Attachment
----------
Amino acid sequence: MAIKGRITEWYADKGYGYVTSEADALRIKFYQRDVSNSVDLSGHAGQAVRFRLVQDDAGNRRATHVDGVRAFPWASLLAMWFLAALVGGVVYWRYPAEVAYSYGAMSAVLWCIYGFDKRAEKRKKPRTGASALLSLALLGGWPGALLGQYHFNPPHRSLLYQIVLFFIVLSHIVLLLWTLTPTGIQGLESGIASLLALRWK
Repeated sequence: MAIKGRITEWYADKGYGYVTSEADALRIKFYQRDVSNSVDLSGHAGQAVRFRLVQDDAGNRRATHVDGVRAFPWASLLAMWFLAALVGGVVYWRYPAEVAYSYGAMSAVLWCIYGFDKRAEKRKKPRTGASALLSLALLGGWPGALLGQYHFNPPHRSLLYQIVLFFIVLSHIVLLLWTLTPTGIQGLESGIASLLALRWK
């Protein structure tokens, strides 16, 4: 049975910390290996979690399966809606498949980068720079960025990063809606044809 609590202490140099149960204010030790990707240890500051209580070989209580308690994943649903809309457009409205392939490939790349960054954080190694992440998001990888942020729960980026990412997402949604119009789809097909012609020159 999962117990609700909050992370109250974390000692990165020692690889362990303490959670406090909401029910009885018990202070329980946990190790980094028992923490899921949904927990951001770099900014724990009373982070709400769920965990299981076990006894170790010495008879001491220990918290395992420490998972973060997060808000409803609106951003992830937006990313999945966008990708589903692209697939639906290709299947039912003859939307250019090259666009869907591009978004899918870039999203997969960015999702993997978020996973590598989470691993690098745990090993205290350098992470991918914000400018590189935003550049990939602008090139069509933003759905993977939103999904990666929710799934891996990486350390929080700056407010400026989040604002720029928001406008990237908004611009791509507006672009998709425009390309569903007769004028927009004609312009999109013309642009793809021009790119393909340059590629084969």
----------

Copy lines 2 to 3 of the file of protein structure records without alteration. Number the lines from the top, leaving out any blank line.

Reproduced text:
Repeated sequence: MAIKGRITEWYADKGYGYVTSEADALRIKFYQRDVSNSVDLSGHAGQAVRFRLVQDDAGNRRATHVDGVRAFPWASLLAMWFLAALVGGVVYWRYPAEVAYSYGAMSAVLWCIYGFDKRAEKRKKPRTGASALLSLALLGGWPGALLGQYHFNPPHRSLLYQIVLFFIVLSHIVLLLWTLTPTGIQGLESGIASLLALRWK
């Protein structure tokens, strides 16, 4: 049975910390290996979690399966809606498949980068720079960025990063809606044809 609590202490140099149960204010030790990707240890500051209580070989209580308690994943649903809309457009409205392939490939790349960054954080190694992440998001990888942020729960980026990412997402949604119009789809097909012609020159 999962117990609700909050992370109250974390000692990165020692690889362990303490959670406090909401029910009885018990202070329980946990190790980094028992923490899921949904927990951001770099900014724990009373982070709400769920965990299981076990006894170790010495008879001491220990918290395992420490998972973060997060808000409803609106951003992830937006990313999945966008990708589903692209697939639906290709299947039912003859939307250019090259666009869907591009978004899918870039999203997969960015999702993997978020996973590598989470691993690098745990090993205290350098992470991918914000400018590189935003550049990939602008090139069509933003759905993977939103999904990666929710799934891996990486350390929080700056407010400026989040604002720029928001406008990237908004611009791509507006672009998709425009390309569903007769004028927009004609312009999109013309642009793809021009790119393909340059590629084969």